Not just gold, but also silver, ivory, and precious stones, not to mention luxurious peacocks strutting about. By all accounts, it was a place of fantastic wealth and riches, a region almost unparalleled in the goods it could provide a biblical king. And its location is a complete mystery.
The Bible itself seems to suggest it was on the Arabian Peninsula, but that now sounds unlikely. Modern scholars think it was located either in East Africa—perhaps in the area of Somalia—or else in India. The peacocks would seem to support the India hypothesis, while the presence of ivory is more in line with contemporary accounts of trade in Africa. Then again, it could be somewhere else entirely.
7 The Meaning Of The Millennium
In the Book of Apocalypse (also known as Revelation), the author very specifically mentions a period of 1,000 years, known as the Millennium, when Jesus will reign over the Earth. Sounds straightforward? It’s anything but. Modern scholars are completely divided on everything to do with the Millennium—including how long it will last.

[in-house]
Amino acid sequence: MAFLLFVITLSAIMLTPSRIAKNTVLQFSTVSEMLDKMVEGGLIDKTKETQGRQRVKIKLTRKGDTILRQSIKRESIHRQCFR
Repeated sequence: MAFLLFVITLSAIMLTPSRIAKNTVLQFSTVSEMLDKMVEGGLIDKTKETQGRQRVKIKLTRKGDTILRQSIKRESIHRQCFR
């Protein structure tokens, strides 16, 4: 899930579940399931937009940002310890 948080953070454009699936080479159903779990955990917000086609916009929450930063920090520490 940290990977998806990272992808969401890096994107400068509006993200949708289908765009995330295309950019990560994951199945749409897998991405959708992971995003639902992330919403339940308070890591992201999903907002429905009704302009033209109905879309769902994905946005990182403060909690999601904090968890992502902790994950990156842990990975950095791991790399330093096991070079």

For some, the Millennium is literally what it sounds like: the time of Jesus’s Second Coming, when He will physically rule for 1,000 years. Others have claimed it is the moment of resurrection, lasting an undetermined time, while yet others think the whole thing is a big metaphor for the majority of humanity converting to Christianity. Since it is part of the very confusing Book of Apocalypse, an extra layer of uncertainty appears because some people think this time is yet to come, while others think it has already happened.
6 Jesus’s Year Of Birth
Most action that takes place during the Gospels isn’t tied in to any exact date, but the birth of Christ is an exception. Luke directly states that Jesus was born during the reign of Herod, when the first great census was taking place. This is impossible.
Although Quirinius conducted a great census around A.D. 6–7, it didn’t overlap with Herod’s reign. By the time of the census, Herod had been dead for nearly a decade, meaning the two clues we have for dating Christ’s birth contradict each other. In 2012, the Pope declared the Christian calendar to be off by several years, but not everyone agrees. So the best that can be said for Jesus’s birth is that he was born “somewhere around” the beginning of the first century.
5 The Location Of Noah’s Ark